I finally found a pair of polarized fishing sunglasses that I don't mind wearing off the water - you can even add prescription lenses
Fishing shades can often look like your grandfather's cataract sunglasses, but they don't have to.
Smith Optics' Barra sunglasses ($169) are a subtle hybrid between utilitarian angler and out-and-about urbanite.
I wore them on my boat, the trout stream, and while driving to see how they fared. They shined through it all.
Any angler worth their quiver of fishing rods knows that wraparound frames are the best bet for saving your eyes, keeping the crow's feet to a minimum, and, yes, spotting your prospective catch. But, let's face it: There's no avoiding them being mistaken for Grandpa's cataract glasses. For just such reason, I keep a pair of much more muted shades in my car so that the second I'm off the water, I'm back wearing my more neutral Persols or Ray-Bans.
But I don't always have room (or forethought) to bring a second pair of more stylish shades along on my outdoorsy exploits, where I've come to learn that a pair of wraparounds is a near-essential piece of apparel. Still, I also just like the idea of paring down my pile of gear a little. That being the case, I'm always keeping an eye out for shades that will do the trick fishing, but won't repulse my city-slicking friends (these New Yorkers, let me tell you ...).My hunt will likely never end, but this spring I've found a pair that comes close, and that's reason enough to rejoice. Smith's Barra sunglasses are primarily designed for fishing, but will leave your street-faring comrades none the wiser.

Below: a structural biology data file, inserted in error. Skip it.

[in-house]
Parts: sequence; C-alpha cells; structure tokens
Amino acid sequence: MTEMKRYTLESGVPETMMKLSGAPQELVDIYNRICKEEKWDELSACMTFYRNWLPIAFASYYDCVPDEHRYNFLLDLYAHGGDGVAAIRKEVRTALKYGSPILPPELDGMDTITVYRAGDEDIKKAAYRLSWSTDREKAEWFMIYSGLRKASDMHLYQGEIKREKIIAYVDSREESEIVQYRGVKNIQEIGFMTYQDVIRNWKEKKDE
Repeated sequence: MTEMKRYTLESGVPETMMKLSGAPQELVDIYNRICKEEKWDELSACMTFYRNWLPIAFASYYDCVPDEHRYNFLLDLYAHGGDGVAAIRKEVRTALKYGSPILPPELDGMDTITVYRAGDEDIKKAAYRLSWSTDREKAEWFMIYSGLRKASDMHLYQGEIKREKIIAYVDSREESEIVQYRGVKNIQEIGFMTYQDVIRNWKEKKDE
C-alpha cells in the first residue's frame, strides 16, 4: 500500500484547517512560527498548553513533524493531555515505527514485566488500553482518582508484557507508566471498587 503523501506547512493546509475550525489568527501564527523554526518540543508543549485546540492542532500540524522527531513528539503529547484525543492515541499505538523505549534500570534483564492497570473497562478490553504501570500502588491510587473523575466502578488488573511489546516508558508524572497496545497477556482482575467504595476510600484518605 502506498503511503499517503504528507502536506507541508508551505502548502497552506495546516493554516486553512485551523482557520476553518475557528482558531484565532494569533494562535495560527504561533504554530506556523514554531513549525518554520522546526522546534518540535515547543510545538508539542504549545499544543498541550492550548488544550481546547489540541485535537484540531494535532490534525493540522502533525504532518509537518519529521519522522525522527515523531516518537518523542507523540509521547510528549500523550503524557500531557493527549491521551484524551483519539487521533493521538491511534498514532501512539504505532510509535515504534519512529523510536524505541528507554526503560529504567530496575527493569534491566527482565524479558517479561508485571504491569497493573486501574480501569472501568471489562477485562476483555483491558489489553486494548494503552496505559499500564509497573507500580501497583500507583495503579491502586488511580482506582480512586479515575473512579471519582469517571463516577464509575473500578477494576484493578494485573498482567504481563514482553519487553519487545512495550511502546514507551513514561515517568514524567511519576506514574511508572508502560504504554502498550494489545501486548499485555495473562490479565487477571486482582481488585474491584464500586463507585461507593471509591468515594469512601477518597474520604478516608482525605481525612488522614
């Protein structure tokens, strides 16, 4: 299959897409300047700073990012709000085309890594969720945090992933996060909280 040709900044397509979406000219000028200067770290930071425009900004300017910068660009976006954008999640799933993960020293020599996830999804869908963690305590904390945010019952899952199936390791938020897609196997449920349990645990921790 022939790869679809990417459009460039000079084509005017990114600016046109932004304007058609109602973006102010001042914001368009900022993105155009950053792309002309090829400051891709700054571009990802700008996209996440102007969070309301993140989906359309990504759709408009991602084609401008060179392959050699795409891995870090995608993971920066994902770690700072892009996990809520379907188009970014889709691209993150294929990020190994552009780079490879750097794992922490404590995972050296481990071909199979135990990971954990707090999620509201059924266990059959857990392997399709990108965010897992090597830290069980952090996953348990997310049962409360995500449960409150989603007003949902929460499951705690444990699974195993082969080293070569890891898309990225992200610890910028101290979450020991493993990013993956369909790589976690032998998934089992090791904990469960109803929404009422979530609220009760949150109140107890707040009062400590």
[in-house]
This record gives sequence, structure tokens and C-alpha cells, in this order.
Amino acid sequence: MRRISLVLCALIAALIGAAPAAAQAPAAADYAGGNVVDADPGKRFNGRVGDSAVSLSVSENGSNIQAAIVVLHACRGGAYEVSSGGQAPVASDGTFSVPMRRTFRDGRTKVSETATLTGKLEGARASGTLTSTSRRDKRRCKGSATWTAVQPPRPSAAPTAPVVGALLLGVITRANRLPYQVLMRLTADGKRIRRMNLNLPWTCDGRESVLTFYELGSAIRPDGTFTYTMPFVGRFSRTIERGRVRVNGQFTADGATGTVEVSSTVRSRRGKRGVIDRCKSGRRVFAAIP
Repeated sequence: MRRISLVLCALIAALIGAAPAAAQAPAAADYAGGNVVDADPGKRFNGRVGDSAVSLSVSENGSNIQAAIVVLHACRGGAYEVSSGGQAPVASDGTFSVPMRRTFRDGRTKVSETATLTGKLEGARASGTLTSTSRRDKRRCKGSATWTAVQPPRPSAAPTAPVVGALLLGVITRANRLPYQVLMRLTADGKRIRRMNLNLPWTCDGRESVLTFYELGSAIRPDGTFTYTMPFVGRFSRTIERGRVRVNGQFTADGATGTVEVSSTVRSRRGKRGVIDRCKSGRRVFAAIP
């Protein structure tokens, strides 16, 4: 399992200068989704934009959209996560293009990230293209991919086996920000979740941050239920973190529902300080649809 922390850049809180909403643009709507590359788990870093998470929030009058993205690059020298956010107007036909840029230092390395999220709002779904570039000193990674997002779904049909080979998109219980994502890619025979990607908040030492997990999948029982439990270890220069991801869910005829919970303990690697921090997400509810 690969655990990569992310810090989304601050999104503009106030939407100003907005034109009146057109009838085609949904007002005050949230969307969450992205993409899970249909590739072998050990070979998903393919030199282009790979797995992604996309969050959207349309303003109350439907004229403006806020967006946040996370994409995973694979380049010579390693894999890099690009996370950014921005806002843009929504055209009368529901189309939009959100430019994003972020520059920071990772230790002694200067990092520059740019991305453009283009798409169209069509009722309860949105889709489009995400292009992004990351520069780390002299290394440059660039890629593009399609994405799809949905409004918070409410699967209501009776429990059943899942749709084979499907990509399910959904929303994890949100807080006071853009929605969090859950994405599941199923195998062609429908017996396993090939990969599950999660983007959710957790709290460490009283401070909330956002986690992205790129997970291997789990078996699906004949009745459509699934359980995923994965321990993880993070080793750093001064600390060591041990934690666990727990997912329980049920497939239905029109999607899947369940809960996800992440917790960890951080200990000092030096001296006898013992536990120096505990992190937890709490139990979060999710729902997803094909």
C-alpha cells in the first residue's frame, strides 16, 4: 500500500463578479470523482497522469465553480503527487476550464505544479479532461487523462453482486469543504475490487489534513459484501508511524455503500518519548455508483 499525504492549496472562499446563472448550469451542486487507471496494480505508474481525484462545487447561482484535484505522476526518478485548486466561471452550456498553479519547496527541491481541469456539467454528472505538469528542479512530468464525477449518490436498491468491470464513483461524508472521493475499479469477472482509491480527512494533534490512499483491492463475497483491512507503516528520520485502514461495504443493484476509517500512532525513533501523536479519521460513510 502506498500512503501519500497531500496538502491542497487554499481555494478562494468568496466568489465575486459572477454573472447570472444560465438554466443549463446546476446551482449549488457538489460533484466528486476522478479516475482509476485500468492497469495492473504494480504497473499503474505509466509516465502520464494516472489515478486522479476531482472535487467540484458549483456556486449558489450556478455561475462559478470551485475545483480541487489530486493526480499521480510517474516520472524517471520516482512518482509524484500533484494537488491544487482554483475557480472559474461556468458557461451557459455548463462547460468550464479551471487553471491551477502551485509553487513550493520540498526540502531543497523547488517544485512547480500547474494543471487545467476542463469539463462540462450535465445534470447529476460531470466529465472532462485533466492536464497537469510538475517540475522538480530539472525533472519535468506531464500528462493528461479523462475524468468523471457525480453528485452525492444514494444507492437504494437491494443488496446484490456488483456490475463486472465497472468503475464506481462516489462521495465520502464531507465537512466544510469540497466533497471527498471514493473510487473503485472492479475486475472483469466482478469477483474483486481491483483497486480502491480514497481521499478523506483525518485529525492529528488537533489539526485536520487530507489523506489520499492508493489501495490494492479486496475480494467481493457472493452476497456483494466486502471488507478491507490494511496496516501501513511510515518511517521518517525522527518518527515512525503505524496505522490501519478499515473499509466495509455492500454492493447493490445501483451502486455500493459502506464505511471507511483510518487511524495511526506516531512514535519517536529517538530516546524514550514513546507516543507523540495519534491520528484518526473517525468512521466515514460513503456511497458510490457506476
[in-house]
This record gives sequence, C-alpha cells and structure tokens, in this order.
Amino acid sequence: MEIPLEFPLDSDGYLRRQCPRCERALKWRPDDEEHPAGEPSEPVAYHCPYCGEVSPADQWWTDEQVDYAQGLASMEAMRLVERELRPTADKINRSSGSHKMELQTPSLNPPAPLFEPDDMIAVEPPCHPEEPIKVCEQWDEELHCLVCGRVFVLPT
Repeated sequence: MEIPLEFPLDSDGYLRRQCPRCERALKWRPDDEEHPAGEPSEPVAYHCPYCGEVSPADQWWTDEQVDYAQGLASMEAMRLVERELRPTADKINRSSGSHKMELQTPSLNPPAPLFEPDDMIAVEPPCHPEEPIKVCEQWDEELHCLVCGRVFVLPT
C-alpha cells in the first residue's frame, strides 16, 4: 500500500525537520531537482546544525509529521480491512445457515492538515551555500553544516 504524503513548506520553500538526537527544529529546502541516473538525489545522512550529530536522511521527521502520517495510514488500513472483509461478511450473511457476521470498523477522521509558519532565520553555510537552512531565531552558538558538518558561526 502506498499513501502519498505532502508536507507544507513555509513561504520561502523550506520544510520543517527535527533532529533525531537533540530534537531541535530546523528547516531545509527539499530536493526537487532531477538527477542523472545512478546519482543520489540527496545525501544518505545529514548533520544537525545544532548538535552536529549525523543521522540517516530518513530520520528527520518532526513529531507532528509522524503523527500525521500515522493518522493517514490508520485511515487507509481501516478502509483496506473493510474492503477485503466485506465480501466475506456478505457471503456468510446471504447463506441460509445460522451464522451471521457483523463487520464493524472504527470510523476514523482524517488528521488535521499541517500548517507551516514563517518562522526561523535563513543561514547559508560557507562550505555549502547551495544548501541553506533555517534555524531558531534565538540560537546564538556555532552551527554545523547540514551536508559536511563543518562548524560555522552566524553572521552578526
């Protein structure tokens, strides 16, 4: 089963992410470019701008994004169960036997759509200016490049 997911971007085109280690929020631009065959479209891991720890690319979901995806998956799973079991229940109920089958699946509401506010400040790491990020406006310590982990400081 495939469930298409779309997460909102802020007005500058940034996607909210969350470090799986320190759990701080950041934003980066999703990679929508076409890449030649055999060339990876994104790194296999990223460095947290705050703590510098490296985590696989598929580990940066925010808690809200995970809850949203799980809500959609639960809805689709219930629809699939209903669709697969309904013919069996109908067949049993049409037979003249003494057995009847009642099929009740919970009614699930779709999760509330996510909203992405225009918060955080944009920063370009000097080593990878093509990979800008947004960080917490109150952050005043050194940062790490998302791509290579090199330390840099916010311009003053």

Like many wraparound sunglasses, the Barras have a lot of curvatures (six points, to be exact), and are equipped with Smith's patented ChromaPop technology, which, in lay talk, works to separate confusion between the way light passes information to our brains. If that confuses you as it does me, read here. But, to keep things simple: Fishing, and specifically sight fishing, requires a keen ability to separate shades (specifically between the colors blue, green, and red). Fish will often appear as just shadows, and even more often, slight variations in hue from the waters in which they love.
Barras come in a classic Wayfarer-style, and 11 different colorways, from mirrored orange lenses down to gray, smoky ones. While mirrored lenses are a dead giveaway for fishing glasses, they do wonders cutting glare, and are a compromise worth considering when buying a pair, depending on how much you plan on fishing with them. For me, it was a simple decision since I have a couple other pairs, but if you're only going to go with one pair of shades this summer, consider carefully.
The other sneaky little fisher-friendly feature on these shades is that, while they're not a wraparound, they do have a little edge which is unnoticeable to most, but makes all the difference in catching not all, but a good portion of the stray light that enters your eyes from the edges of the frames.
They're plastic lenses, so you'll have to be careful with them (they'll scratch more easily than good glass, like what you'd find in a pair of Costas), and clean them especially well (otherwise they're prone to delamination). But they're lightweight, and they're extremely technical (you wouldn't get that much curvature in glass lenses, at least not without paying dearly).And, if you require a prescription, they're amenable.